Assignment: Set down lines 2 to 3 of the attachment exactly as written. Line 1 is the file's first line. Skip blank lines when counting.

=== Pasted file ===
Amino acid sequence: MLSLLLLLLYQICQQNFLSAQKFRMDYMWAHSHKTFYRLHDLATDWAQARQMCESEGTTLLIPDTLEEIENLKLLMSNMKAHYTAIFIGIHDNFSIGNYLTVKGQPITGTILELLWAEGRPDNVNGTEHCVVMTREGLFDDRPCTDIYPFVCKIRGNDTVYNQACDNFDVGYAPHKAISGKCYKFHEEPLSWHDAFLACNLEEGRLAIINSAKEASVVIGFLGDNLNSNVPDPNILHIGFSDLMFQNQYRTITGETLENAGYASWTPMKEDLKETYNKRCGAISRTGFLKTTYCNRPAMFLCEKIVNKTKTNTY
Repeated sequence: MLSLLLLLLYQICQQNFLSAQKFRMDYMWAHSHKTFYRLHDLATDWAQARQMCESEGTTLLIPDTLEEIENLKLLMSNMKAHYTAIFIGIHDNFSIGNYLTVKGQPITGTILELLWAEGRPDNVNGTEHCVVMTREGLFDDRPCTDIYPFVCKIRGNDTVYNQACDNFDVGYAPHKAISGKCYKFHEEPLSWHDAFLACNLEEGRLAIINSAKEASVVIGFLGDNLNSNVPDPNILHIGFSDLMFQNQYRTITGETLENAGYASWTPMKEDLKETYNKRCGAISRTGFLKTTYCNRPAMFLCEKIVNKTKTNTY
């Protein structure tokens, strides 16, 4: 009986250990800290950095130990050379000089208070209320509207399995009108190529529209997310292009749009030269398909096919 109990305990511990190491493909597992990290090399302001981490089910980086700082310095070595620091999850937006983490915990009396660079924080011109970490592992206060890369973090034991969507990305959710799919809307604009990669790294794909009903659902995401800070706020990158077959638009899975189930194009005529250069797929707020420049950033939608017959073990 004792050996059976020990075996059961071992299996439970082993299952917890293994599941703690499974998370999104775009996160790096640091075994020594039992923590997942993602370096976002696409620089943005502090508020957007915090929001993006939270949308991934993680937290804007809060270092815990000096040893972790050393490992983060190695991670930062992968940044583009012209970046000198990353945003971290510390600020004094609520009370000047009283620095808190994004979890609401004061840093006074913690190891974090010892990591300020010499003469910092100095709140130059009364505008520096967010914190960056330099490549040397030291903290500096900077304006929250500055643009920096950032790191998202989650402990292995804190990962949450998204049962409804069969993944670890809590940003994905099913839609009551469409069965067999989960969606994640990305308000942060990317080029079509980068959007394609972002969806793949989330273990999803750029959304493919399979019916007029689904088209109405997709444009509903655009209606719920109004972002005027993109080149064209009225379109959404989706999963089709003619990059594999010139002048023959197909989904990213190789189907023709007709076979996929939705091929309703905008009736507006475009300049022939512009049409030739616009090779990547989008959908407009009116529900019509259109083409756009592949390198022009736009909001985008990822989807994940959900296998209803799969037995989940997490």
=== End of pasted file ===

Repeated sequence: MLSLLLLLLYQICQQNFLSAQKFRMDYMWAHSHKTFYRLHDLATDWAQARQMCESEGTTLLIPDTLEEIENLKLLMSNMKAHYTAIFIGIHDNFSIGNYLTVKGQPITGTILELLWAEGRPDNVNGTEHCVVMTREGLFDDRPCTDIYPFVCKIRGNDTVYNQACDNFDVGYAPHKAISGKCYKFHEEPLSWHDAFLACNLEEGRLAIINSAKEASVVIGFLGDNLNSNVPDPNILHIGFSDLMFQNQYRTITGETLENAGYASWTPMKEDLKETYNKRCGAISRTGFLKTTYCNRPAMFLCEKIVNKTKTNTY
């Protein structure tokens, strides 16, 4: 009986250990800290950095130990050379000089208070209320509207399995009108190529529209997310292009749009030269398909096919 109990305990511990190491493909597992990290090399302001981490089910980086700082310095070595620091999850937006983490915990009396660079924080011109970490592992206060890369973090034991969507990305959710799919809307604009990669790294794909009903659902995401800070706020990158077959638009899975189930194009005529250069797929707020420049950033939608017959073990 004792050996059976020990075996059961071992299996439970082993299952917890293994599941703690499974998370999104775009996160790096640091075994020594039992923590997942993602370096976002696409620089943005502090508020957007915090929001993006939270949308991934993680937290804007809060270092815990000096040893972790050393490992983060190695991670930062992968940044583009012209970046000198990353945003971290510390600020004094609520009370000047009283620095808190994004979890609401004061840093006074913690190891974090010892990591300020010499003469910092100095709140130059009364505008520096967010914190960056330099490549040397030291903290500096900077304006929250500055643009920096950032790191998202989650402990292995804190990962949450998204049962409804069969993944670890809590940003994905099913839609009551469409069965067999989960969606994640990305308000942060990317080029079509980068959007394609972002969806793949989330273990999803750029959304493919399979019916007029689904088209109405997709444009509903655009209606719920109004972002005027993109080149064209009225379109959404989706999963089709003619990059594999010139002048023959197909989904990213190789189907023709007709076979996929939705091929309703905008009736507006475009300049022939512009049409030739616009090779990547989008959908407009009116529900019509259109083409756009592949390198022009736009909001985008990822989807994940959900296998209803799969037995989940997490």